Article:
Professor Richard Norris and students posing with a fold axis, illustrated by a hiking pole, in Rainbow Basin. A fold axis is the line that connects the points of maximum curvature of a fold at the surface of the Earth.

SIO 100: Geological Field Methods

SIO 100 is an upper-division course that introduces students to geologic field methods and exercises in mapping, and working with imagery and topographic maps. The class features specific exercises in mapping, measuring sections, working with imagery and topographic maps, and cross-sections. Students also take two overnight trips to Rainbow Basin in Barstow, Calif., and the Salton Sea in Riverside and Imperial counties.

“SIO 100 felt like my first step into the hardcore ‘geo’ part of geosciences,” said Scripps student Maira Mendez. “It is challenging at times, such as getting caught in a windstorm during one of the overnight field trips, but immensely rewarding.”

The course is designed to build confidence in students in their ability to lead field projects. SIO 100 was co-taught by professors Richard Norris and Jeff Gee in Fall 2023 and will be offered again next fall. 

“We learn practical field skills, such as collecting strike and dip data to construct geologic maps, identifying geologic structures in the field, drawing cross-sections, making onsite geologic sketches, and working with Google Earth. The material taught in SIO 100 connects with the outside world in a way I have not experienced anywhere else,” said Mendez.

SIO 100 class setting up camp for the night at Owl Canyon Campground after a day of fieldwork mapping Rainbow Basin.

ESYS 103: Environmental Challenges: Science and Solutions

ESYS 103 is a required course for environmental systems majors and fulfills course requirements for other STEM majors. The course reviews key issues, debates, and framings of socio-environmental challenges and different ways of finding solutions. Associate Teaching Professor Amy Lerner will teach ESYS 103 in Spring 2024. 

“ESYS 103 is one of the most exciting and interactive courses out of the three-course upper division track,” said Scripps student Madison Beltran. “Covering everything from environmental policy, and ethics, to environmental feminism and food systems — Professor Lerner does a beautiful job at covering such topics in a way that is both tasteful and impactful.”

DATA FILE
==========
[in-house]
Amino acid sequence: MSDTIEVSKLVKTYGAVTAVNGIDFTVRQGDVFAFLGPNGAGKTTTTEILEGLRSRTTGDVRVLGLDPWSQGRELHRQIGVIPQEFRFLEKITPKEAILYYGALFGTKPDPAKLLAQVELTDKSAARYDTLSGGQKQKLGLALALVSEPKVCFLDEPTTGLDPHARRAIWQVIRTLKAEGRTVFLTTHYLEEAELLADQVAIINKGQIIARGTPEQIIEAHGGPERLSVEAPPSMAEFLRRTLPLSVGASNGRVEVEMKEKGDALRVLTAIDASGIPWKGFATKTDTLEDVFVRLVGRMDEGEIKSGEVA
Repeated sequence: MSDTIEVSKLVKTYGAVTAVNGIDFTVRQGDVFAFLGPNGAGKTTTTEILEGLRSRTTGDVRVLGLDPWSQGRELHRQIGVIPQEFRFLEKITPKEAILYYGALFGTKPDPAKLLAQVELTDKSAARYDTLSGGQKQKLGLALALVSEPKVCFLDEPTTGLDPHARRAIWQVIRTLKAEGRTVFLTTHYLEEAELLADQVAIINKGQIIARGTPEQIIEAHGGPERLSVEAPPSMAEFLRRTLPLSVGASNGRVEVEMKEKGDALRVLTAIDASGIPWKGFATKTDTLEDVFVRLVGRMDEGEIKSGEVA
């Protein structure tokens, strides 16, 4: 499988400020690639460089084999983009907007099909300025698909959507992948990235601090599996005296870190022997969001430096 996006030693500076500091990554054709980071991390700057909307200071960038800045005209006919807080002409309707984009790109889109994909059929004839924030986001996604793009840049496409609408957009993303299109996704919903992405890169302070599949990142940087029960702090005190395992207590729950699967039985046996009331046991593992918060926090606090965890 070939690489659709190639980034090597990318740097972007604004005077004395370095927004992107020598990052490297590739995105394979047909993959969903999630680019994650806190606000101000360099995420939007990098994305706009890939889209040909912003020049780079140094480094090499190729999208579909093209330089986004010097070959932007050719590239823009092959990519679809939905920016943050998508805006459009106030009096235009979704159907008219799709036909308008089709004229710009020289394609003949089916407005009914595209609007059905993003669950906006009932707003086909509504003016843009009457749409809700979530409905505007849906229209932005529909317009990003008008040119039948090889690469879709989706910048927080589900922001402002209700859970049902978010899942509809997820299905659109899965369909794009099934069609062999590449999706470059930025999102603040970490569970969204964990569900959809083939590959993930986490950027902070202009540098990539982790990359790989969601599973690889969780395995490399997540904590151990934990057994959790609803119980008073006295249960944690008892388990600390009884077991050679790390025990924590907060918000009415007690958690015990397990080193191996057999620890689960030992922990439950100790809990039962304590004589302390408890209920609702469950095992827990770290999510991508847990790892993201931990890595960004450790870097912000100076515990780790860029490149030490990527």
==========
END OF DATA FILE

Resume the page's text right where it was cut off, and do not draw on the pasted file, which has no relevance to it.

The course also shares stories that offer hope in a time when it can be overwhelming to address the urgent issues of global change.

“Taking ESYS 103 has done an effective job of refreshing my outlook on environmental problems, which is very important as I continue with a career that addresses climate change,” said Beltran. “I am so grateful to have been grounded, reassured, and fed good knowledge by ESYS 103.” 


In the Fall of 2023, the SIO 136 class took a trip to the tide pools north of Scripps. Photo: Erik Jepsen/UC San Diego

SIO 136: Marine Biology Laboratory

The course SIO 136 is an introduction to principles and techniques in marine biology. The course consists of both laboratory and field exercises. Students also have the opportunity to work at sea on an oceanographic research vessel and experience conducting research in the intertidal zone. The course is structured into three equal parts: one-third is devoted to studying picoplankton, phytoplankton, and zooplankton; another third delves into learning about the physiology and biochemistry of marine organisms; and the remaining third focuses on field exercises, which introduce students to intertidal ecosystems, nearshore ecosystems, and other marine ecosystems. 

In Fall 2023, SIO 136 was co-taught by Scripps professors Doug BartlettDovi Kacev, and Nick Wegner. “Each day in SIO 136 involves hands-on lab work in the Marine Conservation and Technology Facility (MCTF) teaching labs,” said Dovi Kacev, an assistant teaching professor and marine biologist at Scripps. According to Kacev, the intertidal data collection lab goes to the tidepools, the photosynthesis, and the ocean operations labs both go to the Scripps Pier, and the biodiversity lab goes to the Birch Aquarium. SIO 136 is offered in the fall and spring quarters.


SIO 176 students on a one-day cruise aboard the R/V Robert Gordon Sproul.

SIO 176: Observational Physical Oceanography

This course teaches students how to collect, use, and analyze ocean observations to answer specific questions. SIO 176 covers the basic concepts of oceanographic field data collection including basic field practices, commonly used sensors and platforms in physical oceanography and their calibration and analysis, and the basic analysis of data. 

In Winter 2024, Scripps Professor Fiamma Straneo will instruct this course and students will go on a one-day cruise on the R/V Robert Gordon Sproul.

“This class covers everything from measuring salinity to understanding what causes ocean currents, as well as utilizing various instrument platforms in oceanography,” said Kerstin Bergentz, a teaching assistant for SIO 176 and Scripps PhD student in the physical oceanography program. “The course involves a fun mix of traditional lectures, hands-on work with real data and sensors, and lab visits to different Scripps facilities. Additionally, there is a one-day cruise that provides a glimpse into what the life of a sea-going oceanographer is really like!"